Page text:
Sentencing to be delayed in fraud case

Man won't learn his fate until stepfather's trial has concluded

Philip Rand Lochmiller II, son of the owner of Valley Investments, won’t be sentenced until after his father is tried on multiple charges in connection with the company’s failure.

In court documents he signed, the younger Lochmiller is identified as the stepson of Valley Investments owner Philip Rand Lochmiller, despite the similarity in their names.

The younger Lochmiller pleaded guilty Wednesday to a count of conspiracy to commit securities and mail fraud and one count of money laundering.

A third defendant, meanwhile, failed to plead guilty Thursday when U.S. District Judge Philip A. Brimmer refused to accept her plea.

Shawnee Carver, the executive assistant to the elder Lochmiller, failed to meet the terms of the agreement by telling the court what she did, according to the U.S. Attorney’s Office in Colorado.

Carver will have another chance to plead guilty Dec. 9.

The younger Lochmiller’s agreement describes Carver as playing a significant role in his and his father’s activities. Both Lochmillers would on occasion forge investors’ names on papers, and Carver would notarize the forged signatures, the plea agreement says.

The younger Lochmiller’s agreement sets a maximum 15-year prison term, five years for the conspiracy charge and 10 for money laundering. The sentences are to be served consecutively.

The agreement reflects a provision that allows the younger Lochmiller to dispute at sentencing the prosecution’s charge that the Lochmillers used investment funds coming into Valley Investments to make interest and principal payments to existing investors.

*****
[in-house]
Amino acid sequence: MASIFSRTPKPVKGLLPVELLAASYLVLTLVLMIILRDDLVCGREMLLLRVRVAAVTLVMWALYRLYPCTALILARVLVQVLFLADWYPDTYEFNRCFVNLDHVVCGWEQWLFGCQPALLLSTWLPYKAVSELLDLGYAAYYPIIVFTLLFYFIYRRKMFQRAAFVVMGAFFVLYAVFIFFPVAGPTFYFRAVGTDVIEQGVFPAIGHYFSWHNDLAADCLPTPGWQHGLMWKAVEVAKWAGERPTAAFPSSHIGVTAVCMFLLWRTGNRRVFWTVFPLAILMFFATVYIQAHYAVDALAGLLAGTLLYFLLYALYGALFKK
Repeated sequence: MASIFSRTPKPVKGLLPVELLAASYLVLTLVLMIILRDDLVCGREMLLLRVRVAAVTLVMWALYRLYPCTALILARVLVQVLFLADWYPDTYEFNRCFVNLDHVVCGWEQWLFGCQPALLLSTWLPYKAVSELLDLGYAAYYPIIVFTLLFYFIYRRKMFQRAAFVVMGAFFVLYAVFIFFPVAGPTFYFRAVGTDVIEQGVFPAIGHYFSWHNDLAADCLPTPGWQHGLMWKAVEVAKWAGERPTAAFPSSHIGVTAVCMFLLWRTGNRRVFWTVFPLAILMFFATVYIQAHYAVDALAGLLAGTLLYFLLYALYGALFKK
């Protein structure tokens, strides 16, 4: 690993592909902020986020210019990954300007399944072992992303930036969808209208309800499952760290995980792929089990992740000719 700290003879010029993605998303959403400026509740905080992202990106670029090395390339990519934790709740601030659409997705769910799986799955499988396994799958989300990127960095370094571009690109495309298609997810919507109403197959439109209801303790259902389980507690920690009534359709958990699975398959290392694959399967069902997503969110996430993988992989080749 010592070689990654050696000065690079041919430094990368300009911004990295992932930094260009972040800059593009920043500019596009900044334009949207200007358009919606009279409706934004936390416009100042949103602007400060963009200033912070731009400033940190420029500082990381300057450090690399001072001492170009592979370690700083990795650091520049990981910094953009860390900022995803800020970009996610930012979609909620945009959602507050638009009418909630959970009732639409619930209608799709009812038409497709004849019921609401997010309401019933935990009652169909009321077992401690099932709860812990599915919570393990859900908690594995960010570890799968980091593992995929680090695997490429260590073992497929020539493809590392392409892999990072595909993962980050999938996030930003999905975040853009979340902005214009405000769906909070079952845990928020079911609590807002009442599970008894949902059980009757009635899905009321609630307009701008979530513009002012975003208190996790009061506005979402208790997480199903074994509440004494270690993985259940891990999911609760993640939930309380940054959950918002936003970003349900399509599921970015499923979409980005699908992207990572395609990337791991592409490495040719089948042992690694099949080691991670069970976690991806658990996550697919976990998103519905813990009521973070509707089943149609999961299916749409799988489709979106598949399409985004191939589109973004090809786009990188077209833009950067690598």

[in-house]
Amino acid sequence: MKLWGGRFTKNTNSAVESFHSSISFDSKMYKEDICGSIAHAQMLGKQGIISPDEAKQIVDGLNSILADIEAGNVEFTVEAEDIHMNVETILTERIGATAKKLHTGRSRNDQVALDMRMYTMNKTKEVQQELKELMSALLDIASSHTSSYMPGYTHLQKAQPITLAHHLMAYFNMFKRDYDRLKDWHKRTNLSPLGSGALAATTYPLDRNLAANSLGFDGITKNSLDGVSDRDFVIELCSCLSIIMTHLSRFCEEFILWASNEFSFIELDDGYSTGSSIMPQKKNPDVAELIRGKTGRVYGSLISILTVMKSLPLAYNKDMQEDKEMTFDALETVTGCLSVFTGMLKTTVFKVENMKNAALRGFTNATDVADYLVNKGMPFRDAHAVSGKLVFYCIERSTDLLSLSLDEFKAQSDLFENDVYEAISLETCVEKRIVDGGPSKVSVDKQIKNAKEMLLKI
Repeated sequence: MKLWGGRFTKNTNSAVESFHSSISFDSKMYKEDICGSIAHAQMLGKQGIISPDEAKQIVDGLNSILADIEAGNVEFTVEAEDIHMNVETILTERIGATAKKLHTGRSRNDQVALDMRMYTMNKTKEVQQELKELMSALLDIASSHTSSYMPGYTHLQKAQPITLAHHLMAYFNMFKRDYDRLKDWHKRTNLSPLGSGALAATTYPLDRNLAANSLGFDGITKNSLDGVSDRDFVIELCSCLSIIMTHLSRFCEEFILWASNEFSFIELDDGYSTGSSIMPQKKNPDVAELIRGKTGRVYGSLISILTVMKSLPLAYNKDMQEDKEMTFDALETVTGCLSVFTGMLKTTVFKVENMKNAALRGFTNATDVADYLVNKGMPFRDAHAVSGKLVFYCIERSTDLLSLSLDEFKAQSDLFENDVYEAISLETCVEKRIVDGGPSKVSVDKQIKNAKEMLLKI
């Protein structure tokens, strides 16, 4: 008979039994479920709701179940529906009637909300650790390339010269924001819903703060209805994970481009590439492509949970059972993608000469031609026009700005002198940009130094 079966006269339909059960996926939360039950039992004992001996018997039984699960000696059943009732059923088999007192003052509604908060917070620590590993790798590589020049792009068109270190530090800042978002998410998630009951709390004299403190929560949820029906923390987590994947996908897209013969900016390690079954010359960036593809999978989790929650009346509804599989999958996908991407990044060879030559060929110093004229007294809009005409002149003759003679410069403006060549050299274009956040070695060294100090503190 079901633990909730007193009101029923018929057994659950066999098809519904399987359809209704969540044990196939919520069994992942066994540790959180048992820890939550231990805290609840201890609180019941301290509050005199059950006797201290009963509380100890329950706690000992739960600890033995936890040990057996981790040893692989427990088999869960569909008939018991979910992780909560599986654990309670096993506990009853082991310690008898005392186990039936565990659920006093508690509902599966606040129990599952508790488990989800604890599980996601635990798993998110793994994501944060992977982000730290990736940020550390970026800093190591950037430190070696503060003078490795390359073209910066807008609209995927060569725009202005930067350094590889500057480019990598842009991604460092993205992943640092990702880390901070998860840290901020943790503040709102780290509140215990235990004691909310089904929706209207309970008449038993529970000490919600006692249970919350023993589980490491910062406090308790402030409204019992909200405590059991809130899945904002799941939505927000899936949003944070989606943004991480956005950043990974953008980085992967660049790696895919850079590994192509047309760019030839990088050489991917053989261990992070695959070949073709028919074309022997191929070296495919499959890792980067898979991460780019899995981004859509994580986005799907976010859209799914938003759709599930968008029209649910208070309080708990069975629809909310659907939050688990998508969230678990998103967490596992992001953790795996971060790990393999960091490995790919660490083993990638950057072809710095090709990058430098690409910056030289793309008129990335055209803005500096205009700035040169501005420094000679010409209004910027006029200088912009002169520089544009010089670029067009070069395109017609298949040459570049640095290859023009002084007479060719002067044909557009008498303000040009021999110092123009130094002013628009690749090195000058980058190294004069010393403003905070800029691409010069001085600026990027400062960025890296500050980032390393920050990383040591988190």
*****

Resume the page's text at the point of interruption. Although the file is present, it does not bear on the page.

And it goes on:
Investigators have described Valley Investments as being operated as a Ponzi scheme in which new money coming in is used to pay promised profits to previous investors.

Investors never were told of the criminal history of the elder Lochmiller, who was sentenced in California in 1986 to a three-year prison term for securities fraud before opening his business in Grand Junction in 1994. They also weren’t told that Valley Investments was operating at a loss, the plea agreement says.

As investor funds came into Valley Investments, much of the money was “immediately used for expenses other than their represented purpose,” the plea agreement said. “Personal expenses, family expenses and other non-business expenditures were all financed with investor funds.”

Accountants found the Lochmillers used multiple business identities, bank accounts and financial transactions, false and fraudulent salaries and payroll records and other methods to paper over the fact that Valley Investments “never generated sufficient profit or value to sustain itself or the Lochmillers’ personal spending without investor funding.”

More than 400 investors pumped more than $30 million into Valley investments, the agreement said.

The elder Lochmiller is awaiting trial in February on multiple charges in connection with the collapse of the company.

The prosecution is seeking to have the trial conducted in Grand Junction instead of in Denver.

Lochmiller II is to be sentenced in Grand Junction.


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